The picture below is a picture of my work pants from today. At first glance, I was mortified, afraid of what parents and family members would think when they came to pick up their little ones. But then I quickly realized that I am not ashamed of these pants but rather proud. As I greeted families at the door, I used my pants as a guide to share our adventures and lessons learned for the day.
See, these pants represent what our preschool classroom is all about. Our preschool classroom is messy. Students exploring colors at the art center with paint, students measuring and calculating how much sand and water fits into a cup at the sensory table, students practicing writing their name in shaving cream. It is chaotic. Students weaving in and out of centers, finding a baby in the dramatic play area and then quickly heading to the block area to pull out just the right blocks to build this baby a house or bed. Students eagerly listening to a story read, and jumping up when they hear something that they can relate to such as a birthday cake or even a bed (“baby bear’s bed is small. My bed is small too!”) Our preschool classroom is all encompassing, just like the stains on these pants. There is no start and end to a lesson in our room, rather an ongoing adventure, led by the students, that we are so lucky to get to be a part of.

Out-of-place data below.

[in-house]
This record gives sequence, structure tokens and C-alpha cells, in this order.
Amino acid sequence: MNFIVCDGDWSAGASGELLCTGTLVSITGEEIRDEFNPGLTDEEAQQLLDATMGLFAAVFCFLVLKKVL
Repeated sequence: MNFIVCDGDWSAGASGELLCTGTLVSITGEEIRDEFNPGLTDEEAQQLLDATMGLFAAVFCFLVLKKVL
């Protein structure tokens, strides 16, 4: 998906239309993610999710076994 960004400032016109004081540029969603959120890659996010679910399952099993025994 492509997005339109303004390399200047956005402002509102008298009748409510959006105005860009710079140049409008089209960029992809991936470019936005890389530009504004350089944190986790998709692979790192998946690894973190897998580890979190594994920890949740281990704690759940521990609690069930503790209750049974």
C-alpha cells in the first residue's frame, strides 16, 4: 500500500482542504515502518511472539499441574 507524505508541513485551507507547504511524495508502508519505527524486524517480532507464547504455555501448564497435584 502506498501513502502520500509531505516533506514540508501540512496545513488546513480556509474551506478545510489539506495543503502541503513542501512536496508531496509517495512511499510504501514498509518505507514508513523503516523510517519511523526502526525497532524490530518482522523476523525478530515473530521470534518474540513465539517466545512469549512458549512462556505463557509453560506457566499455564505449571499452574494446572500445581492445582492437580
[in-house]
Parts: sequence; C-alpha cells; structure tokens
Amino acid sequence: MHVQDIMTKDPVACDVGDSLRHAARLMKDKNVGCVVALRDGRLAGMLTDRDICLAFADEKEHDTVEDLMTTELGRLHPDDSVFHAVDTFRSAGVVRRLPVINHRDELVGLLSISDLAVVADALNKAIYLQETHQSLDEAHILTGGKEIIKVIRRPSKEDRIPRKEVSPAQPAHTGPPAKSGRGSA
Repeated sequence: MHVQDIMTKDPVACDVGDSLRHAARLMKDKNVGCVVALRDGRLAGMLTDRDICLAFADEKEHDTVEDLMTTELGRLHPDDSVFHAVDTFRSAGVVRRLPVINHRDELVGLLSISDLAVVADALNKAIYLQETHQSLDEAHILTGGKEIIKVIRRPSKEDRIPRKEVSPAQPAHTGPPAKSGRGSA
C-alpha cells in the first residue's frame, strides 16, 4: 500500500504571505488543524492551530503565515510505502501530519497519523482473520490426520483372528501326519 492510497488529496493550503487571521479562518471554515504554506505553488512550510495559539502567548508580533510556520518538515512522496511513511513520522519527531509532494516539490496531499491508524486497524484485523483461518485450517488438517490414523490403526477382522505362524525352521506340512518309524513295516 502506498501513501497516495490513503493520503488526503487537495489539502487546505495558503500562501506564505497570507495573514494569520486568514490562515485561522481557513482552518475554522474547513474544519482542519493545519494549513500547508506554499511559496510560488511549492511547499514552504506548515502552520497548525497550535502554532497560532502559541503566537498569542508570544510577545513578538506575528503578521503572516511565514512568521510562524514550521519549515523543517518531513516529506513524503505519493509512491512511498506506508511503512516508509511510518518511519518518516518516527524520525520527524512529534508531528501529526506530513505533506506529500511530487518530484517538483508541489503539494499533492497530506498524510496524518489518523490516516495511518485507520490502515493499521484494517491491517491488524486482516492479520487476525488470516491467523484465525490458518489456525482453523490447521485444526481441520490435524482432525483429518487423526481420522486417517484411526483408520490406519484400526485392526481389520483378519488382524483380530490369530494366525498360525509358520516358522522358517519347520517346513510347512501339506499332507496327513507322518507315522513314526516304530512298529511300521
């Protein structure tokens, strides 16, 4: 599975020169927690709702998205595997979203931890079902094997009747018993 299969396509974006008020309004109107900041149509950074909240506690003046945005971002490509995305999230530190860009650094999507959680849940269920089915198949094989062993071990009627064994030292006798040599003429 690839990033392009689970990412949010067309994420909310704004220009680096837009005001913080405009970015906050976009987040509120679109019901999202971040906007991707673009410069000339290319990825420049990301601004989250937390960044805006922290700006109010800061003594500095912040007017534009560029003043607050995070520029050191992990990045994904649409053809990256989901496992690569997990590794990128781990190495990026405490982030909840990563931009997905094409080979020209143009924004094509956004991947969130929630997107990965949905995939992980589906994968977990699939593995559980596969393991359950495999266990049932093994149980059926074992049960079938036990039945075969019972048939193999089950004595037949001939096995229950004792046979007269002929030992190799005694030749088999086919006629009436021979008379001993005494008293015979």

Today’s adventure, that led to the spotted pants, was an experiment to make our own bubbles, after having read the book “Soapy Scientists” earlier in the week. But not just any bubbles, we wanted to make BIG bubbles. We had made small bubbles all week using traditional bubbles and bubble wands but learned that the opposite of small is big and the challenge was on. Our classroom friend, Ms. P found a recipe and we got to incorporate our letter of the week as we “s”tirred our mixture of dish soap, water, cornstarch, baking soda, and glycerin.
From there, we headed outside, where we used “s”traws and “s”tring to make big bubble wands and the rest is history. We ended up a little messy and spotted but our “s”oapy “s”cientists were successful, creating bubbles as big as they were! The best s word of all was seen throughout this lesson: “s”miles as the students saw their experiment in action, achieving what they had set out to do.
I challenge you to embrace the mess and chaos that your classroom may bring and if you don’t see chaos and mess, I challenge you to incorporate a little bit of mess and chaos at some point in your day. Students learn best when they can get their hands (or pants) dirty, both hypothetically and literally. Whether it be paint, shaving cream, or a concoction that the students are testing out, let the mess happen. Pants, hands, desks can be washed but the memories made and experiences had will last a lifetime!